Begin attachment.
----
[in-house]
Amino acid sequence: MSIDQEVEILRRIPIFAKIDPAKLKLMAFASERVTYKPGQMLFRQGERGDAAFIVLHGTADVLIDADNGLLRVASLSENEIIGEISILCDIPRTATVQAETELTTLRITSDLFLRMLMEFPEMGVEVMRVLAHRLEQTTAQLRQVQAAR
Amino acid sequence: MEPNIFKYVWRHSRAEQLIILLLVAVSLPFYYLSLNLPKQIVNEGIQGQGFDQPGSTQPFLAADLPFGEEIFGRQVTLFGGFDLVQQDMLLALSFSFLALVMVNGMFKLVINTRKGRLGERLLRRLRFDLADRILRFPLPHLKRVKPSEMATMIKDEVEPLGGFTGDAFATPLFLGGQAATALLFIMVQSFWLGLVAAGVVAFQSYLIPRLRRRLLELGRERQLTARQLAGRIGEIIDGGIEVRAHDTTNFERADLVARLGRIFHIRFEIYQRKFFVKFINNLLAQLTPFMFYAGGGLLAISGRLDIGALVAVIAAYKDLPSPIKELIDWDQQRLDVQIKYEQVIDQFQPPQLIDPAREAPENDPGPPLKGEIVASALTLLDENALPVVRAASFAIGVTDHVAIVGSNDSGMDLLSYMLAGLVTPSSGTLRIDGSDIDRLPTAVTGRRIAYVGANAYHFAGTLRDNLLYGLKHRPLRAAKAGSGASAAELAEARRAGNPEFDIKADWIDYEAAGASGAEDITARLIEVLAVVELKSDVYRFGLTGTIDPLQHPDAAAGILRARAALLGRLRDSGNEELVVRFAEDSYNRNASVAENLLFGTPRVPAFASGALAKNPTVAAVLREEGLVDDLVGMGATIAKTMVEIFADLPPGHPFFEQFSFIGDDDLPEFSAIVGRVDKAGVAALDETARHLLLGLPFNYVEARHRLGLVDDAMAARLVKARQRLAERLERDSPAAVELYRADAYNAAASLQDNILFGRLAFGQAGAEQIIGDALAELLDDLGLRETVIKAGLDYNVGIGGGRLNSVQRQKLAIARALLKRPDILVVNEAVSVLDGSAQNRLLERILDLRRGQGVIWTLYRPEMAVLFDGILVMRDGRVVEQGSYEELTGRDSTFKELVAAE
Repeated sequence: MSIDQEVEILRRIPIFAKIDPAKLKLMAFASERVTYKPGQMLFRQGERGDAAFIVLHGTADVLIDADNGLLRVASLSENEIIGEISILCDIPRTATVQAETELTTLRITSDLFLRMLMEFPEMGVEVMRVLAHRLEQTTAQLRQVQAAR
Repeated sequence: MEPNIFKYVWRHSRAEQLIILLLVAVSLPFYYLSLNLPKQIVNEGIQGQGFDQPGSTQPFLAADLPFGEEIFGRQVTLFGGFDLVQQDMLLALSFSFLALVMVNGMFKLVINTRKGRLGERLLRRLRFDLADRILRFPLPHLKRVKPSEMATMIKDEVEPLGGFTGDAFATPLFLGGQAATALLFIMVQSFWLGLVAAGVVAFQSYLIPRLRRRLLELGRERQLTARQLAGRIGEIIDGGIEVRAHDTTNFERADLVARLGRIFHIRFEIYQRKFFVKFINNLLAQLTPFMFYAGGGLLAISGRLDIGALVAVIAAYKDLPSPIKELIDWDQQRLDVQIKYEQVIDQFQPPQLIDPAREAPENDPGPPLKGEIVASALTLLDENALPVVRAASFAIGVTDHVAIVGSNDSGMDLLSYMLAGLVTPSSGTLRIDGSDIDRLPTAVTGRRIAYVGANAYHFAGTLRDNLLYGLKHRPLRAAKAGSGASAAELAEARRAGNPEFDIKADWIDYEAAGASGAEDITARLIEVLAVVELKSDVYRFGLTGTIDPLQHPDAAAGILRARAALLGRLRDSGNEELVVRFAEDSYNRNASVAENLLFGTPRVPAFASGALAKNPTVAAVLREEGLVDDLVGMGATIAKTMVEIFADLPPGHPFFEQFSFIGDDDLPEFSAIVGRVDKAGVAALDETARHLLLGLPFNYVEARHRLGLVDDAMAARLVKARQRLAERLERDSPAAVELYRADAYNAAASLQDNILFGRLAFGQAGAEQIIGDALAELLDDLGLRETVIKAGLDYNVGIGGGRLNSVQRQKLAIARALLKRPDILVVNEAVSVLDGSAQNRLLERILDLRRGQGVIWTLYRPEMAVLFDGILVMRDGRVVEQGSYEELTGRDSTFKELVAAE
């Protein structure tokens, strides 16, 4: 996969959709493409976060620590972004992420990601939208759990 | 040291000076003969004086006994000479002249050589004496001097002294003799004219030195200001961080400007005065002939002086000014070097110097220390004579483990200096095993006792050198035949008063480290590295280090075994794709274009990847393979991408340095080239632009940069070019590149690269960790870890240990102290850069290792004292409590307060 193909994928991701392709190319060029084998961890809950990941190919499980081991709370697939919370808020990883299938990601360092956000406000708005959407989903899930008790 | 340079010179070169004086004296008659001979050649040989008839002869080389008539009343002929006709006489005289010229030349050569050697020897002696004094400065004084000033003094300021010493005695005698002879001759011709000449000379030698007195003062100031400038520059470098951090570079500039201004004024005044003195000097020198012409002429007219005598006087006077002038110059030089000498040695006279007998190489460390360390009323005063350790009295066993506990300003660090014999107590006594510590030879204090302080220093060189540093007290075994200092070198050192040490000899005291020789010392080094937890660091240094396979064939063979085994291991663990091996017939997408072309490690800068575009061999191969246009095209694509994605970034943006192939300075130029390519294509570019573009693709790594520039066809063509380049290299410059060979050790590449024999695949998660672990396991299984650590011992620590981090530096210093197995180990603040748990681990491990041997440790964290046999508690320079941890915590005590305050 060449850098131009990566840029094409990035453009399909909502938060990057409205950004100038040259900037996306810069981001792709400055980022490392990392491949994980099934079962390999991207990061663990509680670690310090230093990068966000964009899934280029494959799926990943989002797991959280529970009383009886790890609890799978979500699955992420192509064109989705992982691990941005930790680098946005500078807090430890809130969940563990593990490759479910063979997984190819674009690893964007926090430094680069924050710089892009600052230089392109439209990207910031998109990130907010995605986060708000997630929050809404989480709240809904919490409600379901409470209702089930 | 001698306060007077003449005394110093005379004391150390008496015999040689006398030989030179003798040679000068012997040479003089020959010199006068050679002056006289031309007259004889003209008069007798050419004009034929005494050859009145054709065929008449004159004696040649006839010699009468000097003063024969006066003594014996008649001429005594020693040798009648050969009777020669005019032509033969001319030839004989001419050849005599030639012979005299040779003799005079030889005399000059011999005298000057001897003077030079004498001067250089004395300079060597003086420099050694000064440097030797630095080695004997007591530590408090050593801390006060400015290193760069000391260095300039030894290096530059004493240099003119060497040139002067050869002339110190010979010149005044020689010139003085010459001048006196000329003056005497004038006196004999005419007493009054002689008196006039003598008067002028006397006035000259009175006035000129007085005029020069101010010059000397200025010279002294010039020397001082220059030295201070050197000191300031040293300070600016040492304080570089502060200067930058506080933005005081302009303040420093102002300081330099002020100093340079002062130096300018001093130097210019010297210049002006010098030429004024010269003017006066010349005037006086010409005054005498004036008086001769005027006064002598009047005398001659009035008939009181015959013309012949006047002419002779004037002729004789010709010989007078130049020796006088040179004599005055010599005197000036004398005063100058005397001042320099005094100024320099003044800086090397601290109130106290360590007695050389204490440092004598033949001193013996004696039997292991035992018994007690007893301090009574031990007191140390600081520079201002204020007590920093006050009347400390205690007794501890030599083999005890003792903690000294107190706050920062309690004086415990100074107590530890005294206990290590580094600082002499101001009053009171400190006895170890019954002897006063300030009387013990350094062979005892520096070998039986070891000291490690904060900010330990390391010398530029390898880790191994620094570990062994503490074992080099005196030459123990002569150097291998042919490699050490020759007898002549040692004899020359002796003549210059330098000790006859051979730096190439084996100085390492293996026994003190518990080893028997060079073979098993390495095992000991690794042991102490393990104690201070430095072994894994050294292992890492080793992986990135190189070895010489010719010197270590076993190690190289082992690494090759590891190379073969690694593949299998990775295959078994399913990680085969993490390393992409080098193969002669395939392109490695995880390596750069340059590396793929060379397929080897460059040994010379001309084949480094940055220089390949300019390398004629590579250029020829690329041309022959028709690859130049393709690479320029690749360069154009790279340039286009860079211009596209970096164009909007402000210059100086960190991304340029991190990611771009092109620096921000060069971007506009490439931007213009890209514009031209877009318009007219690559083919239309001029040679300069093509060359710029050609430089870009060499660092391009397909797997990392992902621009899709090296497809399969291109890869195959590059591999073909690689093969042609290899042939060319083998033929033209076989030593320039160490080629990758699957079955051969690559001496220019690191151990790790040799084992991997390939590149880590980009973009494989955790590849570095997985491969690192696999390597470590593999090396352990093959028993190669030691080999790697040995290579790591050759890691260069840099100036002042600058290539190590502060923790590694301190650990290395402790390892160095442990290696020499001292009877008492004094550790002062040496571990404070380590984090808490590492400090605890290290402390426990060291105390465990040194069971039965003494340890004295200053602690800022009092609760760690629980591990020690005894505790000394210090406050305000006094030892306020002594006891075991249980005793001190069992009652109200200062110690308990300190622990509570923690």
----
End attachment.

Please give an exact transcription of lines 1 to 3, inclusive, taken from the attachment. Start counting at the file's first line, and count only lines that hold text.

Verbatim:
[in-house]
Amino acid sequence: MSIDQEVEILRRIPIFAKIDPAKLKLMAFASERVTYKPGQMLFRQGERGDAAFIVLHGTADVLIDADNGLLRVASLSENEIIGEISILCDIPRTATVQAETELTTLRITSDLFLRMLMEFPEMGVEVMRVLAHRLEQTTAQLRQVQAAR
Amino acid sequence: MEPNIFKYVWRHSRAEQLIILLLVAVSLPFYYLSLNLPKQIVNEGIQGQGFDQPGSTQPFLAADLPFGEEIFGRQVTLFGGFDLVQQDMLLALSFSFLALVMVNGMFKLVINTRKGRLGERLLRRLRFDLADRILRFPLPHLKRVKPSEMATMIKDEVEPLGGFTGDAFATPLFLGGQAATALLFIMVQSFWLGLVAAGVVAFQSYLIPRLRRRLLELGRERQLTARQLAGRIGEIIDGGIEVRAHDTTNFERADLVARLGRIFHIRFEIYQRKFFVKFINNLLAQLTPFMFYAGGGLLAISGRLDIGALVAVIAAYKDLPSPIKELIDWDQQRLDVQIKYEQVIDQFQPPQLIDPAREAPENDPGPPLKGEIVASALTLLDENALPVVRAASFAIGVTDHVAIVGSNDSGMDLLSYMLAGLVTPSSGTLRIDGSDIDRLPTAVTGRRIAYVGANAYHFAGTLRDNLLYGLKHRPLRAAKAGSGASAAELAEARRAGNPEFDIKADWIDYEAAGASGAEDITARLIEVLAVVELKSDVYRFGLTGTIDPLQHPDAAAGILRARAALLGRLRDSGNEELVVRFAEDSYNRNASVAENLLFGTPRVPAFASGALAKNPTVAAVLREEGLVDDLVGMGATIAKTMVEIFADLPPGHPFFEQFSFIGDDDLPEFSAIVGRVDKAGVAALDETARHLLLGLPFNYVEARHRLGLVDDAMAARLVKARQRLAERLERDSPAAVELYRADAYNAAASLQDNILFGRLAFGQAGAEQIIGDALAELLDDLGLRETVIKAGLDYNVGIGGGRLNSVQRQKLAIARALLKRPDILVVNEAVSVLDGSAQNRLLERILDLRRGQGVIWTLYRPEMAVLFDGILVMRDGRVVEQGSYEELTGRDSTFKELVAAE